Nicki Boyd had signed up for the 2020 edition of Race Across America (RAAM) and her motivation for completing the challenge was borne out of a story of devastation and inspiration as Nicki's good friend and age-group triathlete, Claire Danson, was left paralysed following a collision with a tractor while riding her bike in August 2019.
Claire, who won her age group at the European Championships just two months prior to her accident, has set her sights on retraining as a paratriathlete and qualifying for Team GB at the 2024 Paralympic Games.
So, Nicki is racing RAAM to help Claire raise money towards her journey to the Paris Games.Nicki is no stranger to feats of endurance and we caught up with her to talk about motivation, mindset and training after the coronavirus pandemic caused RAAM - an epic 3,000-mile race across 12 US states - to be postponed until 2021...
Hi Nicki, thanks for taking the time to chat to us. It's not an easy place to begin but if we could start with Claire's accident and her remarkable response to adversity...
She is remarkable. Let’s not kid ourselves, she has lots of dark times as well, but that resilience and finding her 'star' to focus on is what keeps her going.
I’m sure she panics about losing her identity and her tribe (in terms of who she trains with), and hopefully we’re showing her that we're not going anywhere.
And how has Claire's positive mindset impacted on your own approach to training for RAAM?
If ever I’m thinking ‘f&%k this, I don’t want to train or do RAAM’, I think of Claire and what she’d give to be able to cycle again. It changes my thought process completely.
I actually told Claire that I’m using her as inspiration while also swearing at her a lot during the course of my training.
I’d be lying if I said I’d never thought of doing RAAM before Claire’s accident but it just happened that a number of factors came together.
I ended up doing a bit more cycling a few years ago after I snapped my ACL and I did reasonably well at the RAW [Race Across the West - and when Nicki says she "did reasonably well", she actually won the ladies' solo race in 2017], which qualified me for RAAM.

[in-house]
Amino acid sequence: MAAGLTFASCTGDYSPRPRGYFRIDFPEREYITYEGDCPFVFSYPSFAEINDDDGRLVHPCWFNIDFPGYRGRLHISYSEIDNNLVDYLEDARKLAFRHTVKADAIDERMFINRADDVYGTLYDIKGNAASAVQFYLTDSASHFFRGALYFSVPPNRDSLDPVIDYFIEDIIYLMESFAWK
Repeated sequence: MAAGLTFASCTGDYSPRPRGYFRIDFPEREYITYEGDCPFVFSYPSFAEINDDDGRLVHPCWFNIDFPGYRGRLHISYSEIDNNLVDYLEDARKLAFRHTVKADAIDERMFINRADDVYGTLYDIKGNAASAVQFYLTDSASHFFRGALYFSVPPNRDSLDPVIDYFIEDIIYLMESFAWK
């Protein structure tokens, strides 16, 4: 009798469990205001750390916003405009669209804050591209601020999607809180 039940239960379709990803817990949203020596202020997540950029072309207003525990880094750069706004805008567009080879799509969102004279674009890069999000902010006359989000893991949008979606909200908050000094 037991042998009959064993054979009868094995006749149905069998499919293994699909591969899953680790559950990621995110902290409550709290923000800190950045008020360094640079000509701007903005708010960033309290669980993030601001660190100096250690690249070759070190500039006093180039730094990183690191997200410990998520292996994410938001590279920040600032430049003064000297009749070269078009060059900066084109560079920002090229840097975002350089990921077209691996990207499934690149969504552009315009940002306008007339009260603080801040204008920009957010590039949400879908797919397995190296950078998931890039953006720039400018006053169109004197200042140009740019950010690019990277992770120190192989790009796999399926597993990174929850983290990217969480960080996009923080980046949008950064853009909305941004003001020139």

Source: Nicki Boyd ©
It must have been very difficult to hear the news of Claire's accident...
Claire had her accident when I was travelling back to California for a university reunion at Stanford and it hit my really, really hard on a few levels - obviously she’s a friend so there’s the empathy and compassion part of it, particularly as she’s such a bubbly and optimistic person, and I reflected that back on myself and was thinking that this could happen to us at any moment.
Life can change in a heartbeat.
So, for people like me who are so reliant on training and competition for mental health, physical health, well-being, socialisation, it hits you doubly hard.
I’m not far off 40 so I was thinking ‘f&*K I’m getting old’ and that pushed me into thinking that I need to make time for things and prioritise.
If I get hit by a bus in a few months' time and I’m on my deathbed looking back at my life, what am I going to be proud of?
I run my own company and I’m passionate about my work, but will I look back and wish I’d worked a bit harder or will I look back and consider that I’ve taken on an enormous challenge and raised a lot of money for a cause that’s so important to a good friend of mine?